No Two Businesses Are Alike So Their Exit Plans Shouldn’t Be Either

We have all heard the phrase “no two snowflakes are alike” at some point in our lives. This fun seasonal anecdote rings true about more than just snowflakes. No two people, experiences, places, or businesses are alike either. 

Take a break from shoveling the billions of unique snowflakes on your sidewalk and see how the “no two are alike” phrase relates to your business.   

Each Snowflake Looks Different Up Close

Scientists have determined that snowflakes can be sorted into about forty categories. However, given these forty categories, they estimate that there are up to 10158 snowflake possibilities. That’s 1070  times more designs than there are atoms in the universe! Given the seemingly infinite possibilities for snowflake designs, every snowflake you have seen in your life has been different. 

The crystalline structure of snowflakes means all snowflakes have six sides. However, the details, size, and overall appearance differ for each snowflake. While they may look the same from afar, subtle and more drastic differences appear when viewed under a microscope.

Every Business is Different

Consider your business; when viewed from the eyes of a potential buyer, your business might appear similar to those of your competitors. However, upon closer inspection, those similarities fade away and the factors that make your business unique begin to stand out, for better or for worse. Two businesses could look identical from a distance. They are in the same industry, have the same amount of employees, and have similar revenue. But when viewed up close, differences in value begin to appear. 

Both businesses might have the same amount of customers, but one business has a more entangled and loyal customer base, which in turn provides more value to the business long-term. The two companies are both owned and operated by individual owners, however, one is completely dependent on the owner to succeed, while the other has a decentralized operation that does not rely on the owner for every aspect of the organization.     

Weather Conditions Determine The Shape of Snowflakes

One of the biggest factors that cause each snowflake to be different from the next is the weather and the surrounding environment. Snowflakes are formed when water vapor forms ice crystals around small particles of salt or clay. While they are made up of the same components, the environment impacts the outcome of the final design of the snowflake. 

The shape of the snowflakes affects the texture, look, and feel of the snow layers on the ground. When softer flakes fall on frozen ground, this forms a powder. When the snowflakes are coated in frozen water droplets when they fall, this forms granular snow. Then the air warms, melts, and then refreezes the snow, turning it into a harder sheet of ice on top of denser snow.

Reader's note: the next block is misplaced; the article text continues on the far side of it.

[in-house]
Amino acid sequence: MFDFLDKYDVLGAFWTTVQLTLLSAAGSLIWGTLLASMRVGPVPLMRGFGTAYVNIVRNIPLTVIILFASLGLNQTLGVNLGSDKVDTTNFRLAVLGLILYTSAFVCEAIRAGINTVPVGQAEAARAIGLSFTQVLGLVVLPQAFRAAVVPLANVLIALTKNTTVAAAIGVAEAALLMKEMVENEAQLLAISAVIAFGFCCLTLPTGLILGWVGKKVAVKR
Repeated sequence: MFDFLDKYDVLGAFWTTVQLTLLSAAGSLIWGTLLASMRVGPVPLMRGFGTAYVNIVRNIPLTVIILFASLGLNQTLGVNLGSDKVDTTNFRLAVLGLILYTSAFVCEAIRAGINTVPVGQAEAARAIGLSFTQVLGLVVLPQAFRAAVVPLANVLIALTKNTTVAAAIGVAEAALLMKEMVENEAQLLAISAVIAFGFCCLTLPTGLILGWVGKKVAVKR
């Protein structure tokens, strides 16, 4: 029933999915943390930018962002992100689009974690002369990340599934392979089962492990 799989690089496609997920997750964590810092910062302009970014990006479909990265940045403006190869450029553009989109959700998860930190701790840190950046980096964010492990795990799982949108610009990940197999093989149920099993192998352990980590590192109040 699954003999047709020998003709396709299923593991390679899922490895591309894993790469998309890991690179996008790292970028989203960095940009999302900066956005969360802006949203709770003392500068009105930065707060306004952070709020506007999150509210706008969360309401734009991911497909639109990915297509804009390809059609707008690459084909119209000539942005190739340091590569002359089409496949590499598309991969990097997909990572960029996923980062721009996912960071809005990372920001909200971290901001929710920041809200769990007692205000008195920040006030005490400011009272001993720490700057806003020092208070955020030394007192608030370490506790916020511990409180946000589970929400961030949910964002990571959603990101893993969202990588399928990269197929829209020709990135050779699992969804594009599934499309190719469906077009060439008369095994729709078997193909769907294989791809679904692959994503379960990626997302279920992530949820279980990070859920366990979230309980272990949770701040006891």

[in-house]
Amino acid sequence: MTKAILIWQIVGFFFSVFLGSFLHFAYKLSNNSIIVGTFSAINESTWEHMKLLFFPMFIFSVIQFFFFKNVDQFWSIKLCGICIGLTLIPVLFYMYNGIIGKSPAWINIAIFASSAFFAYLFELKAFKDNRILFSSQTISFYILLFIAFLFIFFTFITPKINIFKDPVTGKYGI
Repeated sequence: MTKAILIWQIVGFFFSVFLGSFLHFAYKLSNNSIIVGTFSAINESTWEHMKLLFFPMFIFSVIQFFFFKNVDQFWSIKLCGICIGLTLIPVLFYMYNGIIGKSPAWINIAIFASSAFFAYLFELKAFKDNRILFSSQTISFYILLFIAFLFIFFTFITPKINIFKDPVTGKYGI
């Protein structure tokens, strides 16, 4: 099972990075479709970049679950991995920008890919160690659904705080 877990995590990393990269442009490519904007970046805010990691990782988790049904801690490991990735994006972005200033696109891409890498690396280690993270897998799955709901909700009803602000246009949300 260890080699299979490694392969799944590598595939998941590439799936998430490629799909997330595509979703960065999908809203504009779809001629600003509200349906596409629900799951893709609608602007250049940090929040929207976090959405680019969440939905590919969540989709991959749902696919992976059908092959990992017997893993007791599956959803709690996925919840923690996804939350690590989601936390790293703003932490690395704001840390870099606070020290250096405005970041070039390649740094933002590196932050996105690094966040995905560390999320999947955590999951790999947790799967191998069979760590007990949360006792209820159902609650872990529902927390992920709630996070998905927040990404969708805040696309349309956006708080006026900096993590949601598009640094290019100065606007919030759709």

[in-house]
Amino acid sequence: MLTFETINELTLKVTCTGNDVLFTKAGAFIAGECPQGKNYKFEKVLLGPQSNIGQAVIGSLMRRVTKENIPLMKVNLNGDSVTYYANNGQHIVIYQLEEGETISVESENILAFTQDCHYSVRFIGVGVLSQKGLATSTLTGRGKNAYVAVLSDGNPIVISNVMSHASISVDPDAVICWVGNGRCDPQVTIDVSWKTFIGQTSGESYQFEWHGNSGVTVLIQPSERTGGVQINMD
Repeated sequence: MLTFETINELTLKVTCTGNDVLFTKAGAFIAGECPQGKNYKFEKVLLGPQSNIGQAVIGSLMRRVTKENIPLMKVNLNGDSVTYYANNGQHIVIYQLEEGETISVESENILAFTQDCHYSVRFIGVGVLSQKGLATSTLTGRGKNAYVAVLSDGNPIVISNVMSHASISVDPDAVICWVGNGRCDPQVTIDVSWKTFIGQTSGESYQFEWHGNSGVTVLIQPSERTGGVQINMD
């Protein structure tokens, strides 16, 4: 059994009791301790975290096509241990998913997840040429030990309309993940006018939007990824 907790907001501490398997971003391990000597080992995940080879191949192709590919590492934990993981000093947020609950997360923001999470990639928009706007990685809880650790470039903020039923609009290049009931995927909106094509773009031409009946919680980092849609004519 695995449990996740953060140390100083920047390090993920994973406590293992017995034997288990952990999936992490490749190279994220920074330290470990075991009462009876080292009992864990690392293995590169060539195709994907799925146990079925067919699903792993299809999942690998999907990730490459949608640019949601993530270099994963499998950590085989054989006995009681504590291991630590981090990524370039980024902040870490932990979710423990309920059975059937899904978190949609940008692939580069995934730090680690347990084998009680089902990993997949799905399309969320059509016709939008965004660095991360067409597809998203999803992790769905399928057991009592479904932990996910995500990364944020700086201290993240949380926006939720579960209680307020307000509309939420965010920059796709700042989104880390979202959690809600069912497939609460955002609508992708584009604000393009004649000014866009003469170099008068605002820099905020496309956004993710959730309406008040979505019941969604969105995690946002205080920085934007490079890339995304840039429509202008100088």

The Impact of Market Multiples on Business Value

Just as environmental conditions determine what form of snowflakes will fall, market conditions determine a component of your business value. Your business value can be calculated by EBITDA x Cash Market Multiple and Recasted Sales x Sales Market Multiple. These Market Multiples reflect the current market and are often represented as a range of values. For example, The market will range up or down depending on the state of the private capital markets, the economy, and the industry of the business. This market multiple cannot be controlled by the owner, but can strongly impact the business value during a sale. 

In a seller’s market, the range of multiples benefits the business value and increases the valuation prior to a sale. However, when the market is not in the owner’s favor, their business could be viewed as less valuable or could sell for a lower multiple than they initially thought it would.  

Certain Snowflakes are Better Suited for Specific Uses 

The various types of snow listed above are best suited for several instances. Powder is favored by skiers and snowboarders for its soft texture. Granular snow makes the best snowballs and snowmen due to its packability. Slush is perfect for those who forgot to shovel and can justify not shoveling now because the snow is basically melted already. Or is that just us…?  

What Exit Option is Best For Your Business?

While certain types of snow work the best for specific winter activities, certain businesses are best suited for certain exit options over others. With a variety of exit options available to business owners, they must consider their personal and professional goals when deciding what options to exercise. There are generally eight exit options available for business owners, four internal and four external.

Internal options include an intergenerational transfer, management buyout, a sale to an existing partner or partners, and an employee stock ownership plan (ESOP). External exit options consist of a sale to a third party buyer, recapitalization, orderly liquidation, and IPO. While all options are valid opportunities for business owners, some suit the business and the owner’s goals better than others. 

For example, if an owner is eager for the business to continue with a trusted new owner, they may be more agreeable to an internal option to sell to a family member or trusted partner. However, if the owner is looking to sell their business, equipment, and property and wash their hands of their business entirely, an orderly liquidation might be best for their goals. 

As the snow continues to fall this winter, consider how well-prepared you are for your eventual business exit. And how prepared you are to shovel…  

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